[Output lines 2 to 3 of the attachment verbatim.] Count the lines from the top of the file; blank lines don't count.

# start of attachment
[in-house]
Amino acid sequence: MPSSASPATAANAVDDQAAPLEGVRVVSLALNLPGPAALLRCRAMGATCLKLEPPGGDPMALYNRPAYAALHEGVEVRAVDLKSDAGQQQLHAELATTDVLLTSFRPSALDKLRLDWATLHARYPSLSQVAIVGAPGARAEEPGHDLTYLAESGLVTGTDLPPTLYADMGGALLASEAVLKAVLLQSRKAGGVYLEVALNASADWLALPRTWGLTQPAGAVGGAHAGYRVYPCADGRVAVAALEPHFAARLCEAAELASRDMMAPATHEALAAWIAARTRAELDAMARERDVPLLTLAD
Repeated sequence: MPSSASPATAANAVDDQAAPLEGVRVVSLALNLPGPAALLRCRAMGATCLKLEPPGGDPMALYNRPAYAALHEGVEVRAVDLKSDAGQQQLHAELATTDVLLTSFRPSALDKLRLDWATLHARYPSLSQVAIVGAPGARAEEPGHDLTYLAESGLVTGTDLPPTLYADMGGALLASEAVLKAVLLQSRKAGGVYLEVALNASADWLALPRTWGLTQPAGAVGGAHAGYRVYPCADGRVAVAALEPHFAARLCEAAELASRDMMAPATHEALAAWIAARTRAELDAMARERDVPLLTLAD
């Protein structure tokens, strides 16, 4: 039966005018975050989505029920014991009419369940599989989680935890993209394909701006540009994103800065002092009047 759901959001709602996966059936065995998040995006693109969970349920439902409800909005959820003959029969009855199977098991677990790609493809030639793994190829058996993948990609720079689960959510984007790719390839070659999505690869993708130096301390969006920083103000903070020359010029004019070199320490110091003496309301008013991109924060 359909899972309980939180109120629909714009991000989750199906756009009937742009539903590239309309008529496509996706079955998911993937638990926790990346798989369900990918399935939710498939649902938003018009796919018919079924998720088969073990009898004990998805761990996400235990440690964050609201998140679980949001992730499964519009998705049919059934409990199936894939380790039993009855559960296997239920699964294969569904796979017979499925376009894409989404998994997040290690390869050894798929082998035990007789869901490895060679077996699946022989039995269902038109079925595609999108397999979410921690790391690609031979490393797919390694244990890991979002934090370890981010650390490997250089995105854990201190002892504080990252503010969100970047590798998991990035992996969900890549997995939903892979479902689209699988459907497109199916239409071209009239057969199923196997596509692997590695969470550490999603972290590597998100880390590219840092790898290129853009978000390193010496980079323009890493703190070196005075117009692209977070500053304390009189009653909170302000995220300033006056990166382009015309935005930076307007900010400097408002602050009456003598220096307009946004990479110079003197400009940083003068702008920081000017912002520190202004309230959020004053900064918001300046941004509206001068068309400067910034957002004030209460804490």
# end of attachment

Amino acid sequence: MPSSASPATAANAVDDQAAPLEGVRVVSLALNLPGPAALLRCRAMGATCLKLEPPGGDPMALYNRPAYAALHEGVEVRAVDLKSDAGQQQLHAELATTDVLLTSFRPSALDKLRLDWATLHARYPSLSQVAIVGAPGARAEEPGHDLTYLAESGLVTGTDLPPTLYADMGGALLASEAVLKAVLLQSRKAGGVYLEVALNASADWLALPRTWGLTQPAGAVGGAHAGYRVYPCADGRVAVAALEPHFAARLCEAAELASRDMMAPATHEALAAWIAARTRAELDAMARERDVPLLTLAD
Repeated sequence: MPSSASPATAANAVDDQAAPLEGVRVVSLALNLPGPAALLRCRAMGATCLKLEPPGGDPMALYNRPAYAALHEGVEVRAVDLKSDAGQQQLHAELATTDVLLTSFRPSALDKLRLDWATLHARYPSLSQVAIVGAPGARAEEPGHDLTYLAESGLVTGTDLPPTLYADMGGALLASEAVLKAVLLQSRKAGGVYLEVALNASADWLALPRTWGLTQPAGAVGGAHAGYRVYPCADGRVAVAALEPHFAARLCEAAELASRDMMAPATHEALAAWIAARTRAELDAMARERDVPLLTLAD